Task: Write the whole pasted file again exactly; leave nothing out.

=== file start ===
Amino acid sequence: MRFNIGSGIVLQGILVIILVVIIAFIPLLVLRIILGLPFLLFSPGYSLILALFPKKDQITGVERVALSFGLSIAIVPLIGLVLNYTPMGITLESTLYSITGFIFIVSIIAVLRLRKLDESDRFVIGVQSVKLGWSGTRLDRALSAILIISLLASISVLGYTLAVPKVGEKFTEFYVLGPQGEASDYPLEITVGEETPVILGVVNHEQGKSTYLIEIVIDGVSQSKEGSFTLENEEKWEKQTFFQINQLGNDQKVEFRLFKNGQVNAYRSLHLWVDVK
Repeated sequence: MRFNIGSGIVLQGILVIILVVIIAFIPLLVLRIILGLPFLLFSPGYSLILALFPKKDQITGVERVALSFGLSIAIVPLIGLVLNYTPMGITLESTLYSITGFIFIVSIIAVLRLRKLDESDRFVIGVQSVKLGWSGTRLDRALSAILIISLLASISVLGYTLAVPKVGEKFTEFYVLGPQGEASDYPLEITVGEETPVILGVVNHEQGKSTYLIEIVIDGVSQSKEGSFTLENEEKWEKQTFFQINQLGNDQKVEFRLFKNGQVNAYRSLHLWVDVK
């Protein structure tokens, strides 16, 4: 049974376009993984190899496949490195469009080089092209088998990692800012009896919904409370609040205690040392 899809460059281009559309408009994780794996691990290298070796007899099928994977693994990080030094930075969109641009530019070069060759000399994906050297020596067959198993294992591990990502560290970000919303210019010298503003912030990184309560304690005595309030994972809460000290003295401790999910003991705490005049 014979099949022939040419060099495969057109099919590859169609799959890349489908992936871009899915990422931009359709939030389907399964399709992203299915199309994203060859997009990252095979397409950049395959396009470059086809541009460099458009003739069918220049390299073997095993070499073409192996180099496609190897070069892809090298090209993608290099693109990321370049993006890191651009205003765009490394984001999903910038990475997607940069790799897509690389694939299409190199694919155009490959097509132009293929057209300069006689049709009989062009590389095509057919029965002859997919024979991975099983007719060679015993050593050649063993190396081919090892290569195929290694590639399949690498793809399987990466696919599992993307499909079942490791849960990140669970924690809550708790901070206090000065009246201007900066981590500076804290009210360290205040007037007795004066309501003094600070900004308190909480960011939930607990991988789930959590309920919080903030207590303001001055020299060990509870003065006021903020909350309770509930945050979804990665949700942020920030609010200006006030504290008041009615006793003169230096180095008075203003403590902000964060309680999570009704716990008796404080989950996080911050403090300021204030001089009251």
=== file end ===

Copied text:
Amino acid sequence: MRFNIGSGIVLQGILVIILVVIIAFIPLLVLRIILGLPFLLFSPGYSLILALFPKKDQITGVERVALSFGLSIAIVPLIGLVLNYTPMGITLESTLYSITGFIFIVSIIAVLRLRKLDESDRFVIGVQSVKLGWSGTRLDRALSAILIISLLASISVLGYTLAVPKVGEKFTEFYVLGPQGEASDYPLEITVGEETPVILGVVNHEQGKSTYLIEIVIDGVSQSKEGSFTLENEEKWEKQTFFQINQLGNDQKVEFRLFKNGQVNAYRSLHLWVDVK
Repeated sequence: MRFNIGSGIVLQGILVIILVVIIAFIPLLVLRIILGLPFLLFSPGYSLILALFPKKDQITGVERVALSFGLSIAIVPLIGLVLNYTPMGITLESTLYSITGFIFIVSIIAVLRLRKLDESDRFVIGVQSVKLGWSGTRLDRALSAILIISLLASISVLGYTLAVPKVGEKFTEFYVLGPQGEASDYPLEITVGEETPVILGVVNHEQGKSTYLIEIVIDGVSQSKEGSFTLENEEKWEKQTFFQINQLGNDQKVEFRLFKNGQVNAYRSLHLWVDVK
């Protein structure tokens, strides 16, 4: 049974376009993984190899496949490195469009080089092209088998990692800012009896919904409370609040205690040392 899809460059281009559309408009994780794996691990290298070796007899099928994977693994990080030094930075969109641009530019070069060759000399994906050297020596067959198993294992591990990502560290970000919303210019010298503003912030990184309560304690005595309030994972809460000290003295401790999910003991705490005049 014979099949022939040419060099495969057109099919590859169609799959890349489908992936871009899915990422931009359709939030389907399964399709992203299915199309994203060859997009990252095979397409950049395959396009470059086809541009460099458009003739069918220049390299073997095993070499073409192996180099496609190897070069892809090298090209993608290099693109990321370049993006890191651009205003765009490394984001999903910038990475997607940069790799897509690389694939299409190199694919155009490959097509132009293929057209300069006689049709009989062009590389095509057919029965002859997919024979991975099983007719060679015993050593050649063993190396081919090892290569195929290694590639399949690498793809399987990466696919599992993307499909079942490791849960990140669970924690809550708790901070206090000065009246201007900066981590500076804290009210360290205040007037007795004066309501003094600070900004308190909480960011939930607990991988789930959590309920919080903030207590303001001055020299060990509870003065006021903020909350309770509930945050979804990665949700942020920030609010200006006030504290008041009615006793003169230096180095008075203003403590902000964060309680999570009704716990008796404080989950996080911050403090300021204030001089009251």